Pressure is mounting on embattled Bank of Italy governor Antonio Fazio to quit over a bank merger scandal.
Mr Fazio has yet to be charged and has defended his actions
Mr Fazio has so far ignored widespread calls for his resignation, but Italy's economy minister has now threatened to oust him.
The news came as it emerged that Mr Fazio is now being investigated for alleged insider trading.
The probe is part of a wider inquiry into Banca Popolare Italiana's (BPI) failed bid for Banca Antonveneta.
Mr Fazio had already been accused of abusing his position in trying to keep Banca Antonveneta out of the hands of rival bidder, Dutch bank ABN AMRO.
The allegations have been roundly dismissed by Mr Fazio, who said he has "an absolutely clear conscience" about the affair.
'No longer acceptable'
To date, the Italian government has said that only the central bank's Superior Council, most of whose members were appointed by Mr Fazio, can remove the governor.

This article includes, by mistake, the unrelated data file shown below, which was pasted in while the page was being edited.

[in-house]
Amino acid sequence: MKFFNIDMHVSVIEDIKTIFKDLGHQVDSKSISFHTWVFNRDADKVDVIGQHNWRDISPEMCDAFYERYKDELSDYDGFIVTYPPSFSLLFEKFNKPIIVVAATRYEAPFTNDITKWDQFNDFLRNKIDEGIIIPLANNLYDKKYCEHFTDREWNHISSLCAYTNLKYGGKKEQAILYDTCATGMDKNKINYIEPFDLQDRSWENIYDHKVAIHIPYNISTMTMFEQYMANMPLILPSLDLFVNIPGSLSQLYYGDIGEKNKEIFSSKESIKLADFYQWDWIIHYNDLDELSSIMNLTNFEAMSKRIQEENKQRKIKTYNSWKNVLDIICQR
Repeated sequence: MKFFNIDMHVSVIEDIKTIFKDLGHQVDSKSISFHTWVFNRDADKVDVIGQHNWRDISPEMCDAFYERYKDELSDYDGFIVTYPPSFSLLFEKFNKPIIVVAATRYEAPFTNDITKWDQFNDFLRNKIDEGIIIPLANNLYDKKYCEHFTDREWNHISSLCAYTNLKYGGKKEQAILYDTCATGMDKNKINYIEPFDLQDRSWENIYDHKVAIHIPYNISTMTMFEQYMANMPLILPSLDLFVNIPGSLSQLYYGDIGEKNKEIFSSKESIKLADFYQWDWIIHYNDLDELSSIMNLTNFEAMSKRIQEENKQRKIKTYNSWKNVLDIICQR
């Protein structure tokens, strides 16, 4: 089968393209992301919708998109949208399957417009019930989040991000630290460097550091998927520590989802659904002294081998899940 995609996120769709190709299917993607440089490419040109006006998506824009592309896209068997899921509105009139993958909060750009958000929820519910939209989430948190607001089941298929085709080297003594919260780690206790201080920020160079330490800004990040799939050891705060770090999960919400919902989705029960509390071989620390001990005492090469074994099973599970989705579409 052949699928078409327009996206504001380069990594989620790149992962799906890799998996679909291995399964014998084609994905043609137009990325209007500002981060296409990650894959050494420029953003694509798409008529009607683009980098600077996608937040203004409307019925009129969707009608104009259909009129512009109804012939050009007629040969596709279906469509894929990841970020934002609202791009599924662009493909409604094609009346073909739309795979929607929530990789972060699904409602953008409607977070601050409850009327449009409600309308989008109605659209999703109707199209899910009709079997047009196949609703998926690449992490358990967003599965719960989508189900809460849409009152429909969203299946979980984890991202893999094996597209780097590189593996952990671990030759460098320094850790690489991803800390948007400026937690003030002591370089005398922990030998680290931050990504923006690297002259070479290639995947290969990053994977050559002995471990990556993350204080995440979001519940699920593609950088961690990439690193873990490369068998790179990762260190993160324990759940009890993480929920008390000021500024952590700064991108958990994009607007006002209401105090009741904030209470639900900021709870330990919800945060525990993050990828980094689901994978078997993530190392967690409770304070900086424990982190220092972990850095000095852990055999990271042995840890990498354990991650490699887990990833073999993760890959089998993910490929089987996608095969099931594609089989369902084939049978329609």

However news of the latest insider trading allegations has weakened his position.
In an interview with Repubblica Radio, Economy Minister Giulio Tremonti said Mr Fazio should stand down or face government action.
"It's a situation which is no longer acceptable," he said.
"Either the governor takes a step back, or the government and parliament should take a step forward, because as things stand this situation is costing too much for citizens and for the country."
The former chief of Banca Popolare (BPI), Gianpiero Fiorani, was arrested earlier this week.
He is in prison awaiting questioning over allegations of embezzlement, market rigging and money laundering.